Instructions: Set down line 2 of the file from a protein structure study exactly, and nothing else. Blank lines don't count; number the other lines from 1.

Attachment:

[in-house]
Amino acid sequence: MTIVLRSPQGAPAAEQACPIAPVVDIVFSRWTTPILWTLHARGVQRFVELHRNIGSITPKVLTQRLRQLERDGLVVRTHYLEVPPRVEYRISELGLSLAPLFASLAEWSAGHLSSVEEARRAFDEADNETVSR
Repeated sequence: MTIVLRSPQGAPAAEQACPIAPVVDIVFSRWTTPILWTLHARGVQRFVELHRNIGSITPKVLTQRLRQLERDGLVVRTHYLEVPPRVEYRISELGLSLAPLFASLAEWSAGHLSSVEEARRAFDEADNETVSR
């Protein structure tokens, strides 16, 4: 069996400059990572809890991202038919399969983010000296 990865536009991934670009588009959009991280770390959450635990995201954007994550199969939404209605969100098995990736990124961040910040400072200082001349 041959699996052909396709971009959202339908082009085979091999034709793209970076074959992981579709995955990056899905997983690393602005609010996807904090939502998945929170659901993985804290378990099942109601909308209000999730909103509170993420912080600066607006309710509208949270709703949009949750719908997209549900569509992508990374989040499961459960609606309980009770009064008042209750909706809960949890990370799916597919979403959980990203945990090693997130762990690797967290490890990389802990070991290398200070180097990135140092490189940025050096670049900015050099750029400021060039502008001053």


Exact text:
Amino acid sequence: MTIVLRSPQGAPAAEQACPIAPVVDIVFSRWTTPILWTLHARGVQRFVELHRNIGSITPKVLTQRLRQLERDGLVVRTHYLEVPPRVEYRISELGLSLAPLFASLAEWSAGHLSSVEEARRAFDEADNETVSR